This is a guest blog post written by our friend Angela, the founder and owner of P-A Financial Services (PAFS). She works to increase financial literacy among children, teens, and young adults. While working in the financial services industry, Angela discovered that many teens and young adults were just like her when she was in high school and college; a young person without the skills and knowledge to manage her money. Today, she is sharing her knowledge with children, teens, and young adults who are getting ready to enter their adults lives. We encourage you to learn more about P-A Financial Services (PAFS) and to check out the original post.
Many teens and college students are looking at moving out on their own this summer after they graduate from high school or college. Right now, though, most of them are focused on classes, grades, and their activities. Our (my husband and I) eldest son will be graduating from college in June of next year and is planning to move out on his own. We are excited for him.
As he is completing his courses and the time gets closer, he is planning out his future costs for rent, utilities, insurance, as well as his present costs for things like furniture and household items. A few days ago he wanted to go visit the new “At Home” store in our town to determine how much he would need to spend for the “essentials.” As we walked through the store, he began to get a bit overwhelmed. There is so much more that he needs than he realized.
We walked through the various areas. He quickly realized he will be a typical college grad with an eclectic array of a few furniture items. I think it was then that he realized that we (his parents) accumulated much of our personal assets over time.
Do you have a high school or college grad who will be moving out after graduation in 2017? Or, maybe you are the one graduating? Here are some of the items our son determined he would need and he is saving money to purchase. They are categorized by area of the home:
Kitchen: He already has a dinnerware set, flatware, and knife set. He will need glasses, pots, pans, dish towels and dish clothes. He likes to cook and doesn’t want to eat out all of the time to help with his expenses. He also knows it is healthier. Due to this, he has determined he will need mixing bowls, a mixer, measuring cups, measuring spoons, spatulas, and baking pans. He will also need storage containers for leftovers. A trash can, of course, for trash and possibly a dish rack for washing dishes. Many apartments don’t come with dishwashers.
Dining room/eating area: He has a table that he currently uses as a second desk, which he plans to use as a kitchen table. He will need chairs for the table.
Bathroom: Shower curtain with rings, bath mat, bath towels, wash clothes, and soap dispenser. He will also need a toilet cleaning brush and a plunger.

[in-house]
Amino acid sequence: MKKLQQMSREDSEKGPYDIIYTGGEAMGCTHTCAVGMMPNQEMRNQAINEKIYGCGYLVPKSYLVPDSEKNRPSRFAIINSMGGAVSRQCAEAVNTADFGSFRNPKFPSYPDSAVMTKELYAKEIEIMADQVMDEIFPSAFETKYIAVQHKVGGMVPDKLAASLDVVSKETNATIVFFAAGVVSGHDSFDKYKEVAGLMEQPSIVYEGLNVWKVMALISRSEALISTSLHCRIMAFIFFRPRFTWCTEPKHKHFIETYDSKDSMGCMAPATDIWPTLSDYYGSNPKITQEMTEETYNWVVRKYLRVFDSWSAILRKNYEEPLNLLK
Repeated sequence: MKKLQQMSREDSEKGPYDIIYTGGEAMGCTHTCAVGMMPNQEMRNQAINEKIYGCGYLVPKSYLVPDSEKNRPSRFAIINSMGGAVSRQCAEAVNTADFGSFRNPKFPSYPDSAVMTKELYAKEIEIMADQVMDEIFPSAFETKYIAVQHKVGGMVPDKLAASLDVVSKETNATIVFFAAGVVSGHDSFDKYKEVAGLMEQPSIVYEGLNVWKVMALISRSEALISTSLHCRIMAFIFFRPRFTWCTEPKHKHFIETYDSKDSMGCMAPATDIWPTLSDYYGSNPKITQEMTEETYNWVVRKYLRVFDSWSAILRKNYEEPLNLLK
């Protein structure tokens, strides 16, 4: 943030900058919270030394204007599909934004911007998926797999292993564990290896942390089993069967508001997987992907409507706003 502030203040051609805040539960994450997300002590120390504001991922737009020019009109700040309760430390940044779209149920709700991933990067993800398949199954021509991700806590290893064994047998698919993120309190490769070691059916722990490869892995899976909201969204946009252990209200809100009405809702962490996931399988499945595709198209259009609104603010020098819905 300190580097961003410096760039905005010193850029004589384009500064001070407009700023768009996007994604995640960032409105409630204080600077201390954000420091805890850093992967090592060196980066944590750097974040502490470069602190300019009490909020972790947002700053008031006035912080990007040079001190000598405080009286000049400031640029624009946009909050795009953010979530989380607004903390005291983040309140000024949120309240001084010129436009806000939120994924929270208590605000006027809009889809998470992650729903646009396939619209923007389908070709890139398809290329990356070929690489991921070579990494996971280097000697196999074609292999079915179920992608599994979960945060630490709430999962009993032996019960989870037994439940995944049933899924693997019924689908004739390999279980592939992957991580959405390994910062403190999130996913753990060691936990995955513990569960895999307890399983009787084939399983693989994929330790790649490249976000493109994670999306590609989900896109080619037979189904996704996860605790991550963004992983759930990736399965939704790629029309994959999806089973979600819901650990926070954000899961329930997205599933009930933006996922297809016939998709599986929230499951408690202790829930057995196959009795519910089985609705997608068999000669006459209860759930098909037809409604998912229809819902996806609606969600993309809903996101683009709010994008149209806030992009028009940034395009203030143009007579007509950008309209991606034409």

Living room: We have an old couch and TV we are giving him. So, he may need a lamp, which depends if the living room in his apartment has a ceiling light or not; many don’t. A chair would be nice. He needs a stand for the TV. He also needs a bookshelf as he is an avid reader. He has a desk for his computer and he has a chair.
Bedroom: He already has a bed, linens, and a dresser. He may need curtains, but this will depend on the apartment and if it has blinds or not. He may need curtains for the living room, too. He will also need hangers, a hamper, a laundry basket, an iron, and an ironing board. He doesn’t have a night stand and he may need a lamp depending if the bedroom has a ceiling light or not. Most do, but some don’t.
Laundry: This is an unknown and is often overlooked by new renters. If our son moves into an apartment complex, it may have a laundry facility; however, it may not. Some apartments have a hookups for renters to use their own washer and dryer. An apartment in a complex with amenities such as laundry facilities, fitness room, and a pool may cost $50 or a $100 more per month in rent. Since our son pays for a monthly fitness membership, which he actually uses, an apartment complex with these amenities might be a good fit. On the other hand, if he finds an apartment that is less expensive, but has washer and dryer hookups, he may want to consider that route especially if he can get a good deal on a set.
This is not a complete by any means, but it is a good start and is an example of how much goes into moving out for the first time. There are many decisions that new renters have to considered when moving out on their own for the first time. They usually focus on the rent and utility costs, which is very important, but they forget to think about how living in a particular place will affect their overall budget. For example, they may choose a location that is a twenty-minute drive from their work because it is $25 to $50 less per month in rent; however, what will the additional expenses in gas be? Perhaps, an apartment with washer/dryer hookups is chosen, but then a credit card is used to buy a washer/dryer set? Would it be better to pay a bit more each month in rent to avoid credit card charges for appliances? A person could then save money each month for a washer/dryer purchase and then buy them with cash.
The biggest shock to my son, and even to myself when I moved out on my own for the first time many years ago, was all of the things that are actually needed to run a home. It is a lot of stuff, especially if you are trying to save money by making your own food instead of eating out, for instance. Interestingly, decorations were not listed even though my son does want to do that as well, but he realizes that will come in time.
The bottom line: those who will be moving out on their own in the summer of 2017 should start planning early for the next big step in life to maintain control over their finances.